The Royal Hospital - A Pictorial History The Royal Hospital - A Pictorial History

The Royal Hospital - A Pictorial History

The Royal Hospital - A Pictorial History

The Royal Hospital - A Pictorial History

The Royal Hospital - A Pictorial History

The Royal Hospital Haslar
A Pictorial History

Eric Birbeck, Ann Ryder and Phillip Ward
Format : 274 x 206mm
Binding : Hardback/Softback
Pages : 128
Illustrations : 245 integrated colour section
Published : 2009
ISBN 13 : 978-1-86077-589-5

HB £18.99
SB £13.99

The Royal Hospital Haslar was the first of three hospitals built in the 18th century for sick and wounded sailors and marines and was the last to remain in service. Following submissions to King George II by the Earl of Sandwich, First Lord of the Admiralty, sites were identified at Portsmouth, Plymouth and Chatham, and building commenced at Haslar farm in 1745. Designed by Theodore Jacobsen FRS in the manner of his Foundling Hospital in London, the hospital, reputed at one time to be the largest red brick building in Europe, was completed in 1762.

Haslar was grand in concept, elegant in design and robust of build, and provided medical attention and nursing care to the sick and wounded of both Fleet and Army. This may not have been of the highest order in the early years, but the standards achieved during the Peninsular and Crimean Wars earned the hospital a reputation among military authorities that was unequalled. Sir John Richardson, eminent Arctic explorer and physician at Haslar, even corresponded with Florence Nightingale when the nursing reformer was campaigning for changes in the way casualties of war were treated.

Described as the noblest of institutions by Queen Victoria, the Royal Hospital Haslar has provided medical care to the Royal Navy for over 250 years and Sick Berth staff for service in all areas of global conflict. In more recent times it treated patients from all three services and since the 1950s has made the professional and technological expertise contained within its walls accessible to civilian patients. The photographs in this fascinating illustrated history will stir the memory of all those who have entered Haslar, as either staff or patients, and provide a unique record of a singular and celebrated institution.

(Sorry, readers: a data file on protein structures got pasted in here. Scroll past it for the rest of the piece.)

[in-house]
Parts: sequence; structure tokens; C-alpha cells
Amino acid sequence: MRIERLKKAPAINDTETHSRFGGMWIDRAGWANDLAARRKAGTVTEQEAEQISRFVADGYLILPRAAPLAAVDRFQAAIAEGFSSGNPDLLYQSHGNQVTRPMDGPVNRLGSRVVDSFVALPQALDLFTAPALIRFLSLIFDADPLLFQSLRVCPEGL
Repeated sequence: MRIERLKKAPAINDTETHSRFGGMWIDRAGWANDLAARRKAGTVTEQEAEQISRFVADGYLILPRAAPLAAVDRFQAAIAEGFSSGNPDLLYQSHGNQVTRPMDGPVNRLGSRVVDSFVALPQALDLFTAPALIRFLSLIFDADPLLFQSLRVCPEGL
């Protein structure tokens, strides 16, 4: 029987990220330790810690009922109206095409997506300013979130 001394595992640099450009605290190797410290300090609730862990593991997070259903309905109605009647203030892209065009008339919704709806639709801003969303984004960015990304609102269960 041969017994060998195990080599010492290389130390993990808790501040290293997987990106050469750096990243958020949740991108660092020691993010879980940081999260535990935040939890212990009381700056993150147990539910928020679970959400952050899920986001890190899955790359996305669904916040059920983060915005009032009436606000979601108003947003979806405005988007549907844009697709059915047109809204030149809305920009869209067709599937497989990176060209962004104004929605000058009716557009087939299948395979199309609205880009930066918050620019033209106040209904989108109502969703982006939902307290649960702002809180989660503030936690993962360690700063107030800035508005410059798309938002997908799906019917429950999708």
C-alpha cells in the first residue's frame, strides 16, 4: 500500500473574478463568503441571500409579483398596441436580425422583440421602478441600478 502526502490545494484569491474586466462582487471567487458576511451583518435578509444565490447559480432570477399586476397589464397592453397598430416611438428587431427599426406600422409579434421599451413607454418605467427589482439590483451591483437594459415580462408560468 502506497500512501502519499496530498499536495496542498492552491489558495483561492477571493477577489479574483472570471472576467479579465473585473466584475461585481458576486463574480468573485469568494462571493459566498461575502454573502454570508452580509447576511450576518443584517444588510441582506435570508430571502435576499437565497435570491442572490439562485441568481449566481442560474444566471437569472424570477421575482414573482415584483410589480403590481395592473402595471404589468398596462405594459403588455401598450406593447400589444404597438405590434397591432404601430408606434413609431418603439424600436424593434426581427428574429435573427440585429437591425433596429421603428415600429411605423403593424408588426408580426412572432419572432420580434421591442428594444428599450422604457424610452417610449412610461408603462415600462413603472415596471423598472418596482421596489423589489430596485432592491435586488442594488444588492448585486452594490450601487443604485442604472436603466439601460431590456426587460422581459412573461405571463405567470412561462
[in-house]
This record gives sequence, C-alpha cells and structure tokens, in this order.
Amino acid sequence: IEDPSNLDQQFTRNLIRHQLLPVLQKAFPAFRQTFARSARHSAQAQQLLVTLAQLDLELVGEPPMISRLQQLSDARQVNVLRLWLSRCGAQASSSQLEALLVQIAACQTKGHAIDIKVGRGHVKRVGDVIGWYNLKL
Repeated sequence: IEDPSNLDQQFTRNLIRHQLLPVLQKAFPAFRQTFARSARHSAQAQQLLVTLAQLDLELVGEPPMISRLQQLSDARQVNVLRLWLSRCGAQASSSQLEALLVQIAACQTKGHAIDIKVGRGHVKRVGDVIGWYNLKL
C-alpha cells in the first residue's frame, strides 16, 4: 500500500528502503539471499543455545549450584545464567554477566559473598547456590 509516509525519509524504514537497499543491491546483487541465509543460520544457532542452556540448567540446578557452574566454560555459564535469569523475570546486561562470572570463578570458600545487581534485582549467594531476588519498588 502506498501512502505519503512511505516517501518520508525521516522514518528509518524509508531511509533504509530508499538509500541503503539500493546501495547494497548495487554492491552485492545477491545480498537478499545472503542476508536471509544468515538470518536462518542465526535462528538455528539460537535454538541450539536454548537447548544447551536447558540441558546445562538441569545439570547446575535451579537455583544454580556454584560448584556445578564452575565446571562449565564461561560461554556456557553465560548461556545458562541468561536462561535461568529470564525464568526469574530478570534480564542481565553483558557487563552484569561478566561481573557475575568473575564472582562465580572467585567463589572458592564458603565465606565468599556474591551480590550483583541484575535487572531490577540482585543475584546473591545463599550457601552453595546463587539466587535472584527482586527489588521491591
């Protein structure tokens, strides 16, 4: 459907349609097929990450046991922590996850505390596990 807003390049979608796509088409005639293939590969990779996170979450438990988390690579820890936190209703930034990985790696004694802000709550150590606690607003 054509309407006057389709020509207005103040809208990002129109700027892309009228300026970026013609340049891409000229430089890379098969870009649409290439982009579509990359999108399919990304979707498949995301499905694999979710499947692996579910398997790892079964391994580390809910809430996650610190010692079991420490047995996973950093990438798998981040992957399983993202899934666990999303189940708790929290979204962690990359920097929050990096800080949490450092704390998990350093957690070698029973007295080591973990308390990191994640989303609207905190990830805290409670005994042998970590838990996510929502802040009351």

The  Church of St. Luke An  Appreciation

The Church of St. Luke
Royal Haslar
An Appreciation
by Eric C. Birbeck MVO

Softback - 58 pages
Price £8.00 + £1.20 P&P

1963 and St. Lukes Church Haslar stood at the centre of the Royal Naval Hospital Haslar, roofless and ravaged by death watch beetle and with no defined budget for repairs and restoration. Two centuries earlier St. Luke's, due to an oversight was the last building to be completed and opened in 1762, thus completing the building of Royal Hospital Haslar, the first naval hospital in the United Kingdom. This booklet explains the story behind St. Luke's being finally built in 1762, the transportation of the church clock from London and two centuries later the involvement of Sir John Betjeman in the eventual restoration of the church.

The    Church of St. Luke An    Appreciation
The    Church of St. Luke An    Appreciation

A Visit To Haslar - 1916

by Major-General JOHN B. RICHARDSON Colonel Commander, Royal Artillery
Edited by Eric C. Birbeck MVO

Price £6.00 + £1.30 P&P
This enthralling little book describes the reflective return to the Royal Hospital Haslar in 1916, by the distinguished Military son of an eminent Naval Surgeon and naturalist some eighty years after he was first brought to Haslar as a child.
In his own words Richardson describes both his visit and childhood memories of life in a busy Victorian hospital. Edited and published with photographs of the time, some of which have not been seen for many years this book will make interesting reading for anyone who has a love for this fine hospital.
Please contact us through our Facebook Page to make any enquiries. THANK YOU.
Copyright on all photo's remain the property of MoD, Haslar Heritage Group, Eric Birbeck and Nicola Smith and are not to be reproduced without prior permission.
Site Design by Nicola Smith in conjunction with Ann Ryder
Background image reproduced by kind permission of John Pounds